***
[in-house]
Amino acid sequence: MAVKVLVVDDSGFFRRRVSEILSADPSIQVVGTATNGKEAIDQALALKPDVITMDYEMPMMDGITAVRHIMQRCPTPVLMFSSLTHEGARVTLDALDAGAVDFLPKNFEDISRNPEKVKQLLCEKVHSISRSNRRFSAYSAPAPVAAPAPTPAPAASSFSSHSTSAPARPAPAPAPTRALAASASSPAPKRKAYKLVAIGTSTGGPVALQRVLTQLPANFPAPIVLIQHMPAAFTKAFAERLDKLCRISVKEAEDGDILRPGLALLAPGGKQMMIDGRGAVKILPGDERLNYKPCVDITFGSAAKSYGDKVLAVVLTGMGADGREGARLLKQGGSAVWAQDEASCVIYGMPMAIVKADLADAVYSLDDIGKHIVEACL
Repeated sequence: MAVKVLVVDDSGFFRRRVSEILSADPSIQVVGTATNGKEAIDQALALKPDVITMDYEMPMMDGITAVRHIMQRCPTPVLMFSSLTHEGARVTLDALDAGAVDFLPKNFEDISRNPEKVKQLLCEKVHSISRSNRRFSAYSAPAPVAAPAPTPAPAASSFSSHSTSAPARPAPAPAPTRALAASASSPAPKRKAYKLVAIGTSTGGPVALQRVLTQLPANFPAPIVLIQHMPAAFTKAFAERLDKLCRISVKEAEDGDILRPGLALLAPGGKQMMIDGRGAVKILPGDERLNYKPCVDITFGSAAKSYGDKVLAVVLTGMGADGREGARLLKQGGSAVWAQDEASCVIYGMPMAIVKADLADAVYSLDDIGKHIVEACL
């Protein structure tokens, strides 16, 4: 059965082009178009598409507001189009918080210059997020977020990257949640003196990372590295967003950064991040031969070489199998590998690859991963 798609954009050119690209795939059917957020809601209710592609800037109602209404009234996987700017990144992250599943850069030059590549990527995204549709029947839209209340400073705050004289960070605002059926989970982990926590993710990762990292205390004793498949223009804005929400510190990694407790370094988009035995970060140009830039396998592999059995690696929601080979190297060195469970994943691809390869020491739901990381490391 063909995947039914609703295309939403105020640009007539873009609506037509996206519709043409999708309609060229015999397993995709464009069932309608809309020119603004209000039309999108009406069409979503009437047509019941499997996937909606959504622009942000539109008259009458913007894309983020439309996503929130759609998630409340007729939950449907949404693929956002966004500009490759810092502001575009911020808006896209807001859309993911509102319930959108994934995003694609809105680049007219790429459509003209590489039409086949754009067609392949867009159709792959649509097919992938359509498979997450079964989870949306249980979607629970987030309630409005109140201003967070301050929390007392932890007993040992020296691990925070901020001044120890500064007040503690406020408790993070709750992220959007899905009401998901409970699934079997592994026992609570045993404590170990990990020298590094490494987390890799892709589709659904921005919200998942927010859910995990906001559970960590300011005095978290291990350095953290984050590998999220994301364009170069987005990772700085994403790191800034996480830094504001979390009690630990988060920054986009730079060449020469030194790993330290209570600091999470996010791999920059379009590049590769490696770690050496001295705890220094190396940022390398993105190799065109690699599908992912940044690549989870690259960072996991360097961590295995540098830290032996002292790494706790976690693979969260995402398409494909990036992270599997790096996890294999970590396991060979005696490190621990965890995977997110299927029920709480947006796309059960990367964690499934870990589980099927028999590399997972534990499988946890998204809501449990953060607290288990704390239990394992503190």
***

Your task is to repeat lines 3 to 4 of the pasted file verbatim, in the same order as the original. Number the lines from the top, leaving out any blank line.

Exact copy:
Repeated sequence: MAVKVLVVDDSGFFRRRVSEILSADPSIQVVGTATNGKEAIDQALALKPDVITMDYEMPMMDGITAVRHIMQRCPTPVLMFSSLTHEGARVTLDALDAGAVDFLPKNFEDISRNPEKVKQLLCEKVHSISRSNRRFSAYSAPAPVAAPAPTPAPAASSFSSHSTSAPARPAPAPAPTRALAASASSPAPKRKAYKLVAIGTSTGGPVALQRVLTQLPANFPAPIVLIQHMPAAFTKAFAERLDKLCRISVKEAEDGDILRPGLALLAPGGKQMMIDGRGAVKILPGDERLNYKPCVDITFGSAAKSYGDKVLAVVLTGMGADGREGARLLKQGGSAVWAQDEASCVIYGMPMAIVKADLADAVYSLDDIGKHIVEACL
């Protein structure tokens, strides 16, 4: 059965082009178009598409507001189009918080210059997020977020990257949640003196990372590295967003950064991040031969070489199998590998690859991963 798609954009050119690209795939059917957020809601209710592609800037109602209404009234996987700017990144992250599943850069030059590549990527995204549709029947839209209340400073705050004289960070605002059926989970982990926590993710990762990292205390004793498949223009804005929400510190990694407790370094988009035995970060140009830039396998592999059995690696929601080979190297060195469970994943691809390869020491739901990381490391 063909995947039914609703295309939403105020640009007539873009609506037509996206519709043409999708309609060229015999397993995709464009069932309608809309020119603004209000039309999108009406069409979503009437047509019941499997996937909606959504622009942000539109008259009458913007894309983020439309996503929130759609998630409340007729939950449907949404693929956002966004500009490759810092502001575009911020808006896209807001859309993911509102319930959108994934995003694609809105680049007219790429459509003209590489039409086949754009067609392949867009159709792959649509097919992938359509498979997450079964989870949306249980979607629970987030309630409005109140201003967070301050929390007392932890007993040992020296691990925070901020001044120890500064007040503690406020408790993070709750992220959007899905009401998901409970699934079997592994026992609570045993404590170990990990020298590094490494987390890799892709589709659904921005919200998942927010859910995990906001559970960590300011005095978290291990350095953290984050590998999220994301364009170069987005990772700085994403790191800034996480830094504001979390009690630990988060920054986009730079060449020469030194790993330290209570600091999470996010791999920059379009590049590769490696770690050496001295705890220094190396940022390398993105190799065109690699599908992912940044690549989870690259960072996991360097961590295995540098830290032996002292790494706790976690693979969260995402398409494909990036992270599997790096996890294999970590396991060979005696490190621990965890995977997110299927029920709480947006796309059960990367964690499934870990589980099927028999590399997972534990499988946890998204809501449990953060607290288990704390239990394992503190």